• Mia
      Participant
      Chirps: 1
      This week I have seen a bald eagle, a chickadee (a songbird?) and a robin. I am not sure what group the robin belongs to? I have also see trumpeter swans and geese as our community hosts a bird sanctuary by and in the river. I am loving learning more as my bird knowledge is very limited!!!
    • Laura
      Participant
      Chirps: 6
      I feel so bless to live in Michigan where a person is only a few short miles from a source of water.  I live only five miles from Shiawassee National Wildlife Refuge where 1,000's of birds will migrate to and from this area. The sound of Canadian Geeses is almost deafening.  I was exploring this week-end to start to work on the first lesson. I felt I was really 'seeing' birds for the first time. Although I have been watching back yard birds since childhood. In a very small area along the Saginaw River marsh land, I saw Bufflehead Ducks, Great Egret, Eagle standing on his nest, heron, Mallard Ducks, Northern Shoveler (duck), Tree Shallows, a lone Tundra Swan, and 2 families of Canadian Geese they each had 7 goslings--- and yes! they do follow in a row. I took the time to watch the behaviors of these different groups of birds. This has been such a difficult time for all of us. After my day exploring I felt a true since of calm and joy. I took the time to 'see'. I can't wait to start lesson #2.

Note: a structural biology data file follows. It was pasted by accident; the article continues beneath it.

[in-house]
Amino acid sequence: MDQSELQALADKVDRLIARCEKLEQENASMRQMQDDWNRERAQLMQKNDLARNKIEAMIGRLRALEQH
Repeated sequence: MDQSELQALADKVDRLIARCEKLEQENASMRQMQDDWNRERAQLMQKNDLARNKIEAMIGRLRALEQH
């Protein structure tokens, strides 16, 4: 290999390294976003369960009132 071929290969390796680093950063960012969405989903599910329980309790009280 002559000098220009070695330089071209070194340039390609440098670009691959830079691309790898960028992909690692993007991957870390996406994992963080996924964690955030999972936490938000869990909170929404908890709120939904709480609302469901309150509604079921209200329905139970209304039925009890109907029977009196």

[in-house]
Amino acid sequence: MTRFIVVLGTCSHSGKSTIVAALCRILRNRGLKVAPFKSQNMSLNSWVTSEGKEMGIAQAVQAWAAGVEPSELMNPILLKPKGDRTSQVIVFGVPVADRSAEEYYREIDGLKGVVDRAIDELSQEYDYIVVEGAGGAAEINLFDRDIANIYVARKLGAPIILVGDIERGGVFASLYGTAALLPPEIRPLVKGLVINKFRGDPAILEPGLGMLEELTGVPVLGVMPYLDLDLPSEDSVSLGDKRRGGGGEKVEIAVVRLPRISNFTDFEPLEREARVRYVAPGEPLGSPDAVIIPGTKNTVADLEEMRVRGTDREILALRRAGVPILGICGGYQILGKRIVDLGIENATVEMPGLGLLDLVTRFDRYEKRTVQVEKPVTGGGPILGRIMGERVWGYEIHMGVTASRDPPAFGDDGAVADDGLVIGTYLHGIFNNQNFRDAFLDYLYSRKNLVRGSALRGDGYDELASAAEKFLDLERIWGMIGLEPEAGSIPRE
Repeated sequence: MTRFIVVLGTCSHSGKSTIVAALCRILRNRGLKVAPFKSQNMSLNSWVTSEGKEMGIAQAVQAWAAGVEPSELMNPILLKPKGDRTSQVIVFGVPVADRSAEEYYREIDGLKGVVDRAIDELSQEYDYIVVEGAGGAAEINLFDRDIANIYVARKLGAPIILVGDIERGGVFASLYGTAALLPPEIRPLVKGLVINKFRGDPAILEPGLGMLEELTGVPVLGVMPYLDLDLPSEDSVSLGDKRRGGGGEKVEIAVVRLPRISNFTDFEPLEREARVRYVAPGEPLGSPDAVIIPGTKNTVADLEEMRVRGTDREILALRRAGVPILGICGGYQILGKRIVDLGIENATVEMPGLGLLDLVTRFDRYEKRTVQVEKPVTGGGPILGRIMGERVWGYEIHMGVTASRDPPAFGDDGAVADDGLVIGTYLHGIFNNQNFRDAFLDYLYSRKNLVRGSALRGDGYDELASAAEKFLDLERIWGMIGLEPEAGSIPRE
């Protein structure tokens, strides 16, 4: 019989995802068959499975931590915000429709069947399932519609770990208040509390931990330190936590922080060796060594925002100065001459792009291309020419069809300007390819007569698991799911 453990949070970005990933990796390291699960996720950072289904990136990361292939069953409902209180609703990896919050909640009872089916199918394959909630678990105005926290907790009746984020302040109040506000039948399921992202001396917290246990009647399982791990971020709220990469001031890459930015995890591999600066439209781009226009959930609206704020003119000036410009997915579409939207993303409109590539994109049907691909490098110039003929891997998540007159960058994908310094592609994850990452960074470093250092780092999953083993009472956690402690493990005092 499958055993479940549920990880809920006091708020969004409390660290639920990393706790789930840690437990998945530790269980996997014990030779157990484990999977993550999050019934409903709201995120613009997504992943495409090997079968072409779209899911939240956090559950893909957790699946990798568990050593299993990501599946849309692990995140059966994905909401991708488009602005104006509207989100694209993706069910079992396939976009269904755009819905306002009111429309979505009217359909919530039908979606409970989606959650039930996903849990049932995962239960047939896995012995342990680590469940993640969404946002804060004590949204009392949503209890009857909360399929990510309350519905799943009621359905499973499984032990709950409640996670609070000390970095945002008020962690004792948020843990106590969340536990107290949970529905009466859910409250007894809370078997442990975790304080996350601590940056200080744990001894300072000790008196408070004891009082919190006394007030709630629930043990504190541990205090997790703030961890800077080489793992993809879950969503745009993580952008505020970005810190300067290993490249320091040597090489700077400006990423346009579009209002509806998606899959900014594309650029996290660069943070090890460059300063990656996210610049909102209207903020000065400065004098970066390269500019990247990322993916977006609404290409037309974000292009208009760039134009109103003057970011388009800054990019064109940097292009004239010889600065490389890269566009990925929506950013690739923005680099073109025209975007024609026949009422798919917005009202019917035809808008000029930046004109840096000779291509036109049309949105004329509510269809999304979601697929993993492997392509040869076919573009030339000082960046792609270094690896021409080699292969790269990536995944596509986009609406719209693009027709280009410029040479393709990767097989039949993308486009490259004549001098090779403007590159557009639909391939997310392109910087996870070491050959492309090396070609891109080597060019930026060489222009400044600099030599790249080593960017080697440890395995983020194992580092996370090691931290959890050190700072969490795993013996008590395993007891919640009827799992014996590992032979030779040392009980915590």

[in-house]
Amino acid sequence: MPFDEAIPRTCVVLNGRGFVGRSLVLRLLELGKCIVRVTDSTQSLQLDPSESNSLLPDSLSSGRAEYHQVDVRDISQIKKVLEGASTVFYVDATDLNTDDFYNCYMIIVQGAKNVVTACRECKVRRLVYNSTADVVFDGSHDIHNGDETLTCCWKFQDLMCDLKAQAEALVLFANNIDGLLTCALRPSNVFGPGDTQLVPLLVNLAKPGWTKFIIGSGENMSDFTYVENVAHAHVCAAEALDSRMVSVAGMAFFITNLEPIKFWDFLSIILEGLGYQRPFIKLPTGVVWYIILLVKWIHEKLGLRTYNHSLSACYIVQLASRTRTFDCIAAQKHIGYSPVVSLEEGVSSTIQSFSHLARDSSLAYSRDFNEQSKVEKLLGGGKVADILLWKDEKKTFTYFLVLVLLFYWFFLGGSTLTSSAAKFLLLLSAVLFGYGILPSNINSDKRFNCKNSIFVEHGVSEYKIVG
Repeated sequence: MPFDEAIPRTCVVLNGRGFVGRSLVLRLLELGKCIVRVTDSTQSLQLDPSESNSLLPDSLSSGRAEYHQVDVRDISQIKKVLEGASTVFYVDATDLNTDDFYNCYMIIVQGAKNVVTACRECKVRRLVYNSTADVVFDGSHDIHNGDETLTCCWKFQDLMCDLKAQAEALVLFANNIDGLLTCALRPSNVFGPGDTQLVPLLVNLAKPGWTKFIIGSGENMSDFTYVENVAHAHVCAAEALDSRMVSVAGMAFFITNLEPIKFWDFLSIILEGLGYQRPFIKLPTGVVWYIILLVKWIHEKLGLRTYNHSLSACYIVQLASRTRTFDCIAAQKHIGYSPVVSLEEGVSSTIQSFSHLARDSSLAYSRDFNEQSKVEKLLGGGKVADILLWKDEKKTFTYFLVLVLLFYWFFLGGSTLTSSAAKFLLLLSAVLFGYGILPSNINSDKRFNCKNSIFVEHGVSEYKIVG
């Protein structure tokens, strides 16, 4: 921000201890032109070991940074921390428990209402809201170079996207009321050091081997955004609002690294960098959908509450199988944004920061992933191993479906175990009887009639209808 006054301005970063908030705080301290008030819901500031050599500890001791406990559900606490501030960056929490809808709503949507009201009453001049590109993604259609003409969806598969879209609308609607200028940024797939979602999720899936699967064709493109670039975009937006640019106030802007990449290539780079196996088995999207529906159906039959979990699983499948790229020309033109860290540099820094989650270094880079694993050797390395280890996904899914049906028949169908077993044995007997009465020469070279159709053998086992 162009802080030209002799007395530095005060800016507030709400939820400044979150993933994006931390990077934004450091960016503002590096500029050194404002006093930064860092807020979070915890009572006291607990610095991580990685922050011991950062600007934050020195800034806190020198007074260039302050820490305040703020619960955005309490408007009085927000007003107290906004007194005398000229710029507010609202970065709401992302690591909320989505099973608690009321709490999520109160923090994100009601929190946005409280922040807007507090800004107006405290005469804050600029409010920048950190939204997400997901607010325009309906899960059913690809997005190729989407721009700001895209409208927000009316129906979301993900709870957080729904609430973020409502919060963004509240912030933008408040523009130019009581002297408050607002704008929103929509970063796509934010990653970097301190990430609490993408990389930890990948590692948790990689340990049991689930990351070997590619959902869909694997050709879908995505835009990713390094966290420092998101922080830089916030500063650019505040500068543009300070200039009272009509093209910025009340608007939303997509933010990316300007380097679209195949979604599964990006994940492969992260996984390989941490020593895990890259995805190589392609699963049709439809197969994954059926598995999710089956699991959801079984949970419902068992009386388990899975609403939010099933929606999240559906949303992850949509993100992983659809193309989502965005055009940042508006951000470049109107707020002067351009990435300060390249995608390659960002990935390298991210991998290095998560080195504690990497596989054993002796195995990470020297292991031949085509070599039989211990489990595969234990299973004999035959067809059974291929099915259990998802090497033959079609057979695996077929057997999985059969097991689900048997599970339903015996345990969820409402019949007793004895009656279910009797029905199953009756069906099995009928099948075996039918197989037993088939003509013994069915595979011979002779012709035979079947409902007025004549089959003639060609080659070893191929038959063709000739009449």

• Anne
      Participant
      Chirps: 1
      I discovered a Coopers Hawk in my backyard.  It was high up in the trees.  I used bird Id app on my phone.  I was able to read about it in my field guide.  I didn't know I had hawks.
      • Ray
        Participant
        Chirps: 10
        I see Coopers hawks here at times, though the Red-tailed Hawk and Red-shouldered Hawk are more common. We also get frequent visits by Bald Eagles, Osprey, and Peregrine Falcons. Golden Eagle is less frequent. Greetings from Chattanooga.
      • Sandra
        Participant
        Chirps: 31
        How wonderful. The more I learn, the more I am fascinated. We just had a lovely spring rain, and I hear sparrows singing.
      • John
        Participant
        Chirps: 2
        Coopers hawks are interesting hawks. They prey on songbirds. I've observed them chasing and feeding on them several times.
    • Sandra
      Participant
      Chirps: 31
      I was lucky to be raised in an era when there were only 2 TV channels and have always loved an adventure. My grandma was a bird lover. I always enjoyed them but never had the time to learn the diversity of looks, sounds, behaviour! OMG! In the past year and a half I have been exploring new marshes, mountains and trails. I gasped the first time I saw a Great Blue Heron. Wood ducks are so beautifully colored. A few weeks ago I saw a group of hybrids; didn't know they existed. There are so many birders in British Columbia. I am drawn to the herons and the cute little ones, like the nuthatch.  April13,2020 (3)belmontApr2020 (30)rotary marsh 2019 (40)